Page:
Capture-ready coal plants – Options, technologies and economics

International Journal of Greenhouse Gas Control, Vol 1, pages 113-120 (2007)

April 2007

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This paper summarizes the spectrum of options that can be employed during the initial design and construction of pulverized coal (PC), and integrated gasification and combined cycle (IGCC) plants to reduce the capital costs and energy losses associated with retrofitting for CO2 capture at some later time in the future. It also estimates lifetime (40 year) net present value (NPV) costs of plants with differing levels of pre-investment for CO2 capture under a wide range of CO2 price scenarios. Three scenarios are evaluated—a baseline supercritical PC plant, a baseline IGCC plant and an IGCC plant with pre-investment for capture. This analysis evaluates each technology option under a range of CO2 price scenarios and determines the optimum year of retrofit, if any. The results of the analysis show that a baseline PC plant is the most economical choice under low CO2 prices, and IGCC plants are preferable at higher CO2 prices (e.g., an initial price of about $22/t CO2 starting in 2015 and growing at 2%/year). Little difference is seen in the lifetime NPV costs between the IGCC plants with and without pre-investment for CO2capture. This paper also examines the impact of technology choice on lifetime CO2emissions. The difference in lifetime emissions become significant only under mid-estimate CO2 price scenarios (roughly between $20 and 40/t CO2) where IGCC plants will retrofit sooner than a PC plant.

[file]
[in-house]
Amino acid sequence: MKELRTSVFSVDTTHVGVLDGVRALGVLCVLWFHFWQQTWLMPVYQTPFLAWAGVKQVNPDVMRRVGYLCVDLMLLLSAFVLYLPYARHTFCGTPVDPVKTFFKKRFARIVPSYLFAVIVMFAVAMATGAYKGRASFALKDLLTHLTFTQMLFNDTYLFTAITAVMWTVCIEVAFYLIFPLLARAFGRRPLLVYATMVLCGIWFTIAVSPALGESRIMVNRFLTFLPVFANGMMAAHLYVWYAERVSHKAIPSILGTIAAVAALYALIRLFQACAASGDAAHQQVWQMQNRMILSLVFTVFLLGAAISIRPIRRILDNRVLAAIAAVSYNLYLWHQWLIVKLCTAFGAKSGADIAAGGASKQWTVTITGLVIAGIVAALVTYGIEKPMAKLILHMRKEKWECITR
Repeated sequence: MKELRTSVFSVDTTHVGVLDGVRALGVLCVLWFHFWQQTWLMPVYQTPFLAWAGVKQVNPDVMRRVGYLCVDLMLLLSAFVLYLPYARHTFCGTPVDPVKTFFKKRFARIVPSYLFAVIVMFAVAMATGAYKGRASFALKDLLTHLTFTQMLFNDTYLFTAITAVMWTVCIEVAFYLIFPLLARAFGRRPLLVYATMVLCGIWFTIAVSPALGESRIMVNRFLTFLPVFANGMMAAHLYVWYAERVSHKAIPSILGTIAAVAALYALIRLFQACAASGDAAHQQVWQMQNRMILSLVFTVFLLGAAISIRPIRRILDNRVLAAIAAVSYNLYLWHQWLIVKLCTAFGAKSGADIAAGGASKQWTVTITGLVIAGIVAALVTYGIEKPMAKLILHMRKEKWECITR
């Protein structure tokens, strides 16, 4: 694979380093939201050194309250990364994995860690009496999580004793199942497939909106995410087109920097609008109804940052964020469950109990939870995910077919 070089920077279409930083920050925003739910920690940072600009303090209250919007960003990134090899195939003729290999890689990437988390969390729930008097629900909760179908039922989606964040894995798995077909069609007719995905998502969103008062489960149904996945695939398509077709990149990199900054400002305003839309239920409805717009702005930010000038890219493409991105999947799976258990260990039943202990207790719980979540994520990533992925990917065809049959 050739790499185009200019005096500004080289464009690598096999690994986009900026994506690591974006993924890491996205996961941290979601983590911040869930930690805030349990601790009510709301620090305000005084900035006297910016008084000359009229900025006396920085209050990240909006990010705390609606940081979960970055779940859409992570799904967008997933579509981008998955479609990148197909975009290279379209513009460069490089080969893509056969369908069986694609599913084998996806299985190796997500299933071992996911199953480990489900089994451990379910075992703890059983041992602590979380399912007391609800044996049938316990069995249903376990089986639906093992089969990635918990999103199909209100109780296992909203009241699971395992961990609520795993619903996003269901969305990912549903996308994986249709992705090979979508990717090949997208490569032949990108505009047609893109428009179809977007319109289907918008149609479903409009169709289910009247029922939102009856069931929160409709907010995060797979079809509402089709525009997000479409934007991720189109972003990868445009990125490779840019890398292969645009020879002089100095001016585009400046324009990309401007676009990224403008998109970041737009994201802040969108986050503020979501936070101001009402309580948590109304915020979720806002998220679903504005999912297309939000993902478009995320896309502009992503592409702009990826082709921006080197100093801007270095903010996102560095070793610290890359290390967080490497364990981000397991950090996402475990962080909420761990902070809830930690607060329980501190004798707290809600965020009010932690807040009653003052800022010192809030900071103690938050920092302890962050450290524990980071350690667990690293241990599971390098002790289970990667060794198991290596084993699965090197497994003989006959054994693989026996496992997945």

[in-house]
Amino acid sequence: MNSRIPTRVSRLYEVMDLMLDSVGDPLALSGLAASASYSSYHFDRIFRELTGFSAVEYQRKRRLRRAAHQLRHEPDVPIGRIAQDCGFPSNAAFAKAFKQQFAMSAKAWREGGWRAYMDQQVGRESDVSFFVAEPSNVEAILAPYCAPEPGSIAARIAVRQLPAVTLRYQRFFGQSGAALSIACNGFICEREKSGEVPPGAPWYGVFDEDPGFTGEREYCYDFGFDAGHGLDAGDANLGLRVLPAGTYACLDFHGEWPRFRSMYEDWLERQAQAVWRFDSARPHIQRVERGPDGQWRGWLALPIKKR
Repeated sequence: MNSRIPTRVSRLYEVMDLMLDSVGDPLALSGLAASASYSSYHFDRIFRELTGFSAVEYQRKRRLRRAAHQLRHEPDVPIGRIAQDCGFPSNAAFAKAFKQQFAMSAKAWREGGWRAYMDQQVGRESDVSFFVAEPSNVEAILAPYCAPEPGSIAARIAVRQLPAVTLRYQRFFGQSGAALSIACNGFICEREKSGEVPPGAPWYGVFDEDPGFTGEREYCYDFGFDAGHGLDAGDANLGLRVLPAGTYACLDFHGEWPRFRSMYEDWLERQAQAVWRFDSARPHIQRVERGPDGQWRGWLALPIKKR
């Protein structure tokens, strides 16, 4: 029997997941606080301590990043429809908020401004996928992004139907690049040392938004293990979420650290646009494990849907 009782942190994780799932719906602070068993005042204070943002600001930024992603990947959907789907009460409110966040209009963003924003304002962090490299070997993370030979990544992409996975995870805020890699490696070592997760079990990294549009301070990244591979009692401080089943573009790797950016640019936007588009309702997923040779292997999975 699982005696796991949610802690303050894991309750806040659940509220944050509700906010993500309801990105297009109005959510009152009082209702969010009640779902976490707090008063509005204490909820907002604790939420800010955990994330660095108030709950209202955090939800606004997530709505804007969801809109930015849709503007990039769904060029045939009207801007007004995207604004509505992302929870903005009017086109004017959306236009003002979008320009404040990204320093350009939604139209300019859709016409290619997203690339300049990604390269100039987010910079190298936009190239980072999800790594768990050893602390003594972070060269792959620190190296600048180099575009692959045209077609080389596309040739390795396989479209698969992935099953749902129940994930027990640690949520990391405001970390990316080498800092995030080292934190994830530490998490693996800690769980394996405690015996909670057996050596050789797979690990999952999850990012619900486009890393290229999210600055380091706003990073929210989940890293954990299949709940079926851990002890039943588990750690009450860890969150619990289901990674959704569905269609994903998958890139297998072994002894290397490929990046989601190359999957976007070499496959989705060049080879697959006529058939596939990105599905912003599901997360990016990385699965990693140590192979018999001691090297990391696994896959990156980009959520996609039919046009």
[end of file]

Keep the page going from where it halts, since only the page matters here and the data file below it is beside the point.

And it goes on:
MITEI Authors

Howard Herzog Senior Research Engineer

MIT Energy Initiative

John Parsons Senior Lecturer

Sloan School of Management

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